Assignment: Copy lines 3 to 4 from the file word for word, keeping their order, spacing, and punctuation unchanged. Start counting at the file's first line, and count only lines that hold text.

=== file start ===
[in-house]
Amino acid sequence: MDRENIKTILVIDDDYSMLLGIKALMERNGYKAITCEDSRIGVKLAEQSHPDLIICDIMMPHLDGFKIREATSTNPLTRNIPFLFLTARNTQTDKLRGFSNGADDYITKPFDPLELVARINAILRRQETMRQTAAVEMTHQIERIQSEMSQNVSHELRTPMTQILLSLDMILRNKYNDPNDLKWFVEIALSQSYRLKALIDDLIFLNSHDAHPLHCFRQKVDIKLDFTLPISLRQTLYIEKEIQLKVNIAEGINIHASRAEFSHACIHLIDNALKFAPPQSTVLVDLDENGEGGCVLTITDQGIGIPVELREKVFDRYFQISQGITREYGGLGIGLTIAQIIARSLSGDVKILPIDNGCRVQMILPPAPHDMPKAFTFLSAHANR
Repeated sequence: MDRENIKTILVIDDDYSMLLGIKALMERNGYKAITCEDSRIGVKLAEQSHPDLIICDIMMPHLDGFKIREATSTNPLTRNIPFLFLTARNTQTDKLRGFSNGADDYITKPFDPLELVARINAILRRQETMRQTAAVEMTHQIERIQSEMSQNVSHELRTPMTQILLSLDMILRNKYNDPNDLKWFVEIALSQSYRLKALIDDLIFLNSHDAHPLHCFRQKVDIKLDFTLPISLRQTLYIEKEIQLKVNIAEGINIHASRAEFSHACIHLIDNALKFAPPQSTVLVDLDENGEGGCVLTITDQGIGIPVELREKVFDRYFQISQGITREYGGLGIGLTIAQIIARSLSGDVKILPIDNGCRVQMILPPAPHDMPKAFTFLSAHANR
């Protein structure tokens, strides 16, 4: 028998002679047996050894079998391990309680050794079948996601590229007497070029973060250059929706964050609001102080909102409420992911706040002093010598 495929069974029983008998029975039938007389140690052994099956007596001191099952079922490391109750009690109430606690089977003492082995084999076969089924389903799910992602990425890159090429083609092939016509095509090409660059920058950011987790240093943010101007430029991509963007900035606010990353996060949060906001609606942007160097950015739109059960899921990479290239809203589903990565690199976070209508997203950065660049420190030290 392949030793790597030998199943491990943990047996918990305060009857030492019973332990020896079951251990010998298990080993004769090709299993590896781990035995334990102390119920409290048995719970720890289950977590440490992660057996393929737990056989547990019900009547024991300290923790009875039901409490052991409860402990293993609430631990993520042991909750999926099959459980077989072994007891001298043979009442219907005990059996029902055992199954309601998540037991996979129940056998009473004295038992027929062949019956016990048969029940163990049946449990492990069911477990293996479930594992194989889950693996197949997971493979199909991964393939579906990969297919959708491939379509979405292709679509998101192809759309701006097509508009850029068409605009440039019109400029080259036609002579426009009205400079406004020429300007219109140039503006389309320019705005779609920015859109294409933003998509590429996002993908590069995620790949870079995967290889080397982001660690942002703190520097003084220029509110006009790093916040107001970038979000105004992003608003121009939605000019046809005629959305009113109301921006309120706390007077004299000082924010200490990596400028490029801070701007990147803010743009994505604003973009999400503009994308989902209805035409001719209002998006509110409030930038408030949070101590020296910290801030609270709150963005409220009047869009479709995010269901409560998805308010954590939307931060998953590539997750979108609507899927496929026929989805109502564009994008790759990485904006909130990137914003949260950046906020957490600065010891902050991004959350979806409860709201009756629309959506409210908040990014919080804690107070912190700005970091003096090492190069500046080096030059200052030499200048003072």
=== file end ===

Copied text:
Repeated sequence: MDRENIKTILVIDDDYSMLLGIKALMERNGYKAITCEDSRIGVKLAEQSHPDLIICDIMMPHLDGFKIREATSTNPLTRNIPFLFLTARNTQTDKLRGFSNGADDYITKPFDPLELVARINAILRRQETMRQTAAVEMTHQIERIQSEMSQNVSHELRTPMTQILLSLDMILRNKYNDPNDLKWFVEIALSQSYRLKALIDDLIFLNSHDAHPLHCFRQKVDIKLDFTLPISLRQTLYIEKEIQLKVNIAEGINIHASRAEFSHACIHLIDNALKFAPPQSTVLVDLDENGEGGCVLTITDQGIGIPVELREKVFDRYFQISQGITREYGGLGIGLTIAQIIARSLSGDVKILPIDNGCRVQMILPPAPHDMPKAFTFLSAHANR
């Protein structure tokens, strides 16, 4: 028998002679047996050894079998391990309680050794079948996601590229007497070029973060250059929706964050609001102080909102409420992911706040002093010598 495929069974029983008998029975039938007389140690052994099956007596001191099952079922490391109750009690109430606690089977003492082995084999076969089924389903799910992602990425890159090429083609092939016509095509090409660059920058950011987790240093943010101007430029991509963007900035606010990353996060949060906001609606942007160097950015739109059960899921990479290239809203589903990565690199976070209508997203950065660049420190030290 392949030793790597030998199943491990943990047996918990305060009857030492019973332990020896079951251990010998298990080993004769090709299993590896781990035995334990102390119920409290048995719970720890289950977590440490992660057996393929737990056989547990019900009547024991300290923790009875039901409490052991409860402990293993609430631990993520042991909750999926099959459980077989072994007891001298043979009442219907005990059996029902055992199954309601998540037991996979129940056998009473004295038992027929062949019956016990048969029940163990049946449990492990069911477990293996479930594992194989889950693996197949997971493979199909991964393939579906990969297919959708491939379509979405292709679509998101192809759309701006097509508009850029068409605009440039019109400029080259036609002579426009009205400079406004020429300007219109140039503006389309320019705005779609920015859109294409933003998509590429996002993908590069995620790949870079995967290889080397982001660690942002703190520097003084220029509110006009790093916040107001970038979000105004992003608003121009939605000019046809005629959305009113109301921006309120706390007077004299000082924010200490990596400028490029801070701007990147803010743009994505604003973009999400503009994308989902209805035409001719209002998006509110409030930038408030949070101590020296910290801030609270709150963005409220009047869009479709995010269901409560998805308010954590939307931060998953590539997750979108609507899927496929026929989805109502564009994008790759990485904006909130990137914003949260950046906020957490600065010891902050991004959350979806409860709201009756629309959506409210908040990014919080804690107070912190700005970091003096090492190069500046080096030059200052030499200048003072």